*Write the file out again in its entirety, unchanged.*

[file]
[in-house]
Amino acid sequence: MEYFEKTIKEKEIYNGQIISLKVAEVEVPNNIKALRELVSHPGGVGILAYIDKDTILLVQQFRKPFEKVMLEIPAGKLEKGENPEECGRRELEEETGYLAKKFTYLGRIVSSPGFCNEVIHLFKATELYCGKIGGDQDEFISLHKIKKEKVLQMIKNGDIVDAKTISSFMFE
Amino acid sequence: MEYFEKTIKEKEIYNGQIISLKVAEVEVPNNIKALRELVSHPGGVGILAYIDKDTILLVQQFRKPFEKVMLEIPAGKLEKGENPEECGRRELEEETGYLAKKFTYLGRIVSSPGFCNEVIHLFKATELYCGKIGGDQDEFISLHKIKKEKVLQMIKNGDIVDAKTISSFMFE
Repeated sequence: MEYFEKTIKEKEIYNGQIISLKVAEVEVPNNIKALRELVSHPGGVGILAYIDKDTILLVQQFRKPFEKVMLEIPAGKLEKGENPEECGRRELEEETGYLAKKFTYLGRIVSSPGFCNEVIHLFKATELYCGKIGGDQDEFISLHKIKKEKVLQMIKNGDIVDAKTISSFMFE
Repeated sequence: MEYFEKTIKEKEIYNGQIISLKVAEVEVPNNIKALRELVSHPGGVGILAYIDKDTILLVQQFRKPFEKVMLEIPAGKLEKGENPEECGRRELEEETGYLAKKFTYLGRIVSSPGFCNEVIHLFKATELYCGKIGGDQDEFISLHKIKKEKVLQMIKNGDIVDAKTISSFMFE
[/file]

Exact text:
[in-house]
Amino acid sequence: MEYFEKTIKEKEIYNGQIISLKVAEVEVPNNIKALRELVSHPGGVGILAYIDKDTILLVQQFRKPFEKVMLEIPAGKLEKGENPEECGRRELEEETGYLAKKFTYLGRIVSSPGFCNEVIHLFKATELYCGKIGGDQDEFISLHKIKKEKVLQMIKNGDIVDAKTISSFMFE
Amino acid sequence: MEYFEKTIKEKEIYNGQIISLKVAEVEVPNNIKALRELVSHPGGVGILAYIDKDTILLVQQFRKPFEKVMLEIPAGKLEKGENPEECGRRELEEETGYLAKKFTYLGRIVSSPGFCNEVIHLFKATELYCGKIGGDQDEFISLHKIKKEKVLQMIKNGDIVDAKTISSFMFE
Repeated sequence: MEYFEKTIKEKEIYNGQIISLKVAEVEVPNNIKALRELVSHPGGVGILAYIDKDTILLVQQFRKPFEKVMLEIPAGKLEKGENPEECGRRELEEETGYLAKKFTYLGRIVSSPGFCNEVIHLFKATELYCGKIGGDQDEFISLHKIKKEKVLQMIKNGDIVDAKTISSFMFE
Repeated sequence: MEYFEKTIKEKEIYNGQIISLKVAEVEVPNNIKALRELVSHPGGVGILAYIDKDTILLVQQFRKPFEKVMLEIPAGKLEKGENPEECGRRELEEETGYLAKKFTYLGRIVSSPGFCNEVIHLFKATELYCGKIGGDQDEFISLHKIKKEKVLQMIKNGDIVDAKTISSFMFE